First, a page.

quote by Sara Teasdale

When I am dead, and over me bright April Shakes out her rain drenched hair, Tho you should lean above me broken hearted, I shall not care. For I shall have peace. As leafey trees are peaceful When rain bends down the bough. And I shall be more silent and cold hearted Than you are now

— Sara Teasdale

Emotional Bough Down quotations

It is daffodil time, so the robins all cry, For the sun's a big daffodil up in the sky, And when down the midnight the owl call to-whoo! Why, then the round moon is a daffodil too; Now sheer to the bough-tops the sap starts to climb, So, merry my masters, it's daffodil time.

I shall have peace, as leafy trees are peaceful when rain bends down the bough;

And I shall be more silent and cold hearted than you are now.

Dawn crept over the Downs like a sinister white animal, followed by the snarling cries of a wind eating its way between the black boughs of the thorns. The wind was the furious voice of this sluggish animal light that was baring the dormers and mullions and scullions of Cold Comfort Farm.

And when he fell in whirlwind, he went down As when a lordly cedar, green with boughs, Goes down with a great shout upon the hills, And leaves a lonesome place against the sky.

Oh, to be home again, home again, home again! Under the apple-boughs, down by the mill!

There is a willow grows aslant a brook, That shows his hoar leaves in the glassy stream; There with fantastic garlands did she come Of crow-flowers, nettles, daisies, and long purples That liberal shepherds give a grosser name, But our cold maids do dead men's fingers call them: There, on the pendent boughs her coronet weeds Clambering to hang, an envious sliver broke; When down her weedy trophies and herself Fell in the weeping brook.

Then was I as a tree whose boughs did bend with fruit;

but in one night, a storm or robbery, call it what you will, shook down my mellow hangings, nay, my leaves, and left me bare to weather.

What if the leaves were to fall a-weeping, and say, "It will be so painful for us to be pulled from our stalks, when autumn comes?" Foolish fear! Summer goes, and autumn succeeds. The glory of death is upon the leaves; and the gentlest breeze that blows takes them softly and silently from the bough, and they float slowly down, like fiery sparks, upon the moss.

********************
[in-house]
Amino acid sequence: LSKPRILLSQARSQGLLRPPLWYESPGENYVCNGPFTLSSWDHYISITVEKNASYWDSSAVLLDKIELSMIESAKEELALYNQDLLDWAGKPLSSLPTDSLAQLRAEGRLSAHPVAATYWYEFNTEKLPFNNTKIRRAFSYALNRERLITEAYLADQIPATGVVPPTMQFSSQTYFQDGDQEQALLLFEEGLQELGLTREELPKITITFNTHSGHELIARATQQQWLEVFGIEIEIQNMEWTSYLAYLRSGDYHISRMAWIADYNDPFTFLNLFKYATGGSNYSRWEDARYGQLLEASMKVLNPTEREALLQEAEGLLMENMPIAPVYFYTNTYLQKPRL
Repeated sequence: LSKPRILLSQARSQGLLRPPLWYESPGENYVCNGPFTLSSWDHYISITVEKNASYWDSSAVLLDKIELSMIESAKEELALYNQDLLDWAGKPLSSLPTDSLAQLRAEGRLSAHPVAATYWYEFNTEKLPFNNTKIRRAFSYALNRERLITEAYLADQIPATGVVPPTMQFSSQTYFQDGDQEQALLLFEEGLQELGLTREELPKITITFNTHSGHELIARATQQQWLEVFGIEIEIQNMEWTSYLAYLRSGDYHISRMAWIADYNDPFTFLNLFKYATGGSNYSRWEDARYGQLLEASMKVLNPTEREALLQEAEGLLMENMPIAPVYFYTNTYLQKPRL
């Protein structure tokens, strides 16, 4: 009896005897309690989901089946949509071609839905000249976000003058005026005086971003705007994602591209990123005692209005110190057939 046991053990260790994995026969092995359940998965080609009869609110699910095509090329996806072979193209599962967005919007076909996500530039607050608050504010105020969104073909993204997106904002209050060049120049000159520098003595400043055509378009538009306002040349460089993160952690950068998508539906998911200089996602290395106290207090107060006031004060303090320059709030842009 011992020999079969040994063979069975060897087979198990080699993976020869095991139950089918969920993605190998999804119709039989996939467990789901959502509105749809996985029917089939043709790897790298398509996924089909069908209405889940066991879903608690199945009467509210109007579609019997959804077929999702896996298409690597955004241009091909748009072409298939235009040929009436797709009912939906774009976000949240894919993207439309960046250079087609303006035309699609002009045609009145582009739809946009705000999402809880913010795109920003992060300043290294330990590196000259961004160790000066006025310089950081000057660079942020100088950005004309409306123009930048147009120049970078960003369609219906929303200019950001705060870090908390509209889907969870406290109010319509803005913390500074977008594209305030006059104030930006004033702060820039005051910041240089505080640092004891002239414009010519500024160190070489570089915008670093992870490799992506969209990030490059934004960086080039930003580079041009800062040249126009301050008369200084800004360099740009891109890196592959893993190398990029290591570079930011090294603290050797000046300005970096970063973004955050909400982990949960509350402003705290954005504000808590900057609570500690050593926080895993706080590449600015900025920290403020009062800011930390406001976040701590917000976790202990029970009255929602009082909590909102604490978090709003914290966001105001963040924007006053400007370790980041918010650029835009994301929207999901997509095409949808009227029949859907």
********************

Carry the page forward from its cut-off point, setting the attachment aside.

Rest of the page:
Yes, I could see these enormous elephants, whose trunks were tearing down large boughs, and working in and out the trees like a legion of serpents. I could hear the sounds of the mighty tusks uprooting huge trees!

Defeat may serve as well as victory To shake the soul and let the glory out.

When the great oak is straining in the wind, The boughs drink in new beauty and the trunk Sends down a deeper root on the windward side. Only the soul that knows the mighty grief Can know the mighty rapture, Sorrows come To stretch out spaces in the heart for joy.

This single Stick, which you now behold ingloriously lying in that neglected Corner, I once knew in a flourishing State in a Forest: It was full of Sap, full of Leaves, and full of Boughs: But now, in vain does the busy Art of Man pretend to vie with Nature, by tying that withered Bundle of Twigs to its sapless Trunk: It is at best but the Reverse of what it was; a Tree turned upside down, the Branches on the Earth, and the Root in the Air.

A waft of wind came sweeping down the laurel-walk, and trembled through the boughs of the chestnut: it wandered away-away-to an indefinite distance-it died. The nightingale's song was then the only voice of the hour: in listening to it, I again wept.

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